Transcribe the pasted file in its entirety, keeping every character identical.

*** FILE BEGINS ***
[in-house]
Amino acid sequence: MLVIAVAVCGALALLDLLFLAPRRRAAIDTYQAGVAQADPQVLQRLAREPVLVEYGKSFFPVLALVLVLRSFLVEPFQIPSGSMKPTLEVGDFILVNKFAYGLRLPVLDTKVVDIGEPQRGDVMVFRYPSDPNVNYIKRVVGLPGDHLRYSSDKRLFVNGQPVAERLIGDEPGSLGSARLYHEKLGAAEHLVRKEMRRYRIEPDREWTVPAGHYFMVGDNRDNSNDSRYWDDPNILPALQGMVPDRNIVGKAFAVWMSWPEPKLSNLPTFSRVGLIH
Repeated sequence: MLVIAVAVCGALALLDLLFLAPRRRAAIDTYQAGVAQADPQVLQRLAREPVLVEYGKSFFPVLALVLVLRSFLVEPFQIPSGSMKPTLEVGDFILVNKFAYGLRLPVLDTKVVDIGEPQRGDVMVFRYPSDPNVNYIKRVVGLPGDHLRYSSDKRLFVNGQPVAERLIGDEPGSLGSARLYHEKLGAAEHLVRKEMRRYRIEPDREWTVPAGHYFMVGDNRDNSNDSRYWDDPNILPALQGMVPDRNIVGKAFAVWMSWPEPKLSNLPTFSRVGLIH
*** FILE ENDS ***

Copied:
[in-house]
Amino acid sequence: MLVIAVAVCGALALLDLLFLAPRRRAAIDTYQAGVAQADPQVLQRLAREPVLVEYGKSFFPVLALVLVLRSFLVEPFQIPSGSMKPTLEVGDFILVNKFAYGLRLPVLDTKVVDIGEPQRGDVMVFRYPSDPNVNYIKRVVGLPGDHLRYSSDKRLFVNGQPVAERLIGDEPGSLGSARLYHEKLGAAEHLVRKEMRRYRIEPDREWTVPAGHYFMVGDNRDNSNDSRYWDDPNILPALQGMVPDRNIVGKAFAVWMSWPEPKLSNLPTFSRVGLIH
Repeated sequence: MLVIAVAVCGALALLDLLFLAPRRRAAIDTYQAGVAQADPQVLQRLAREPVLVEYGKSFFPVLALVLVLRSFLVEPFQIPSGSMKPTLEVGDFILVNKFAYGLRLPVLDTKVVDIGEPQRGDVMVFRYPSDPNVNYIKRVVGLPGDHLRYSSDKRLFVNGQPVAERLIGDEPGSLGSARLYHEKLGAAEHLVRKEMRRYRIEPDREWTVPAGHYFMVGDNRDNSNDSRYWDDPNILPALQGMVPDRNIVGKAFAVWMSWPEPKLSNLPTFSRVGLIH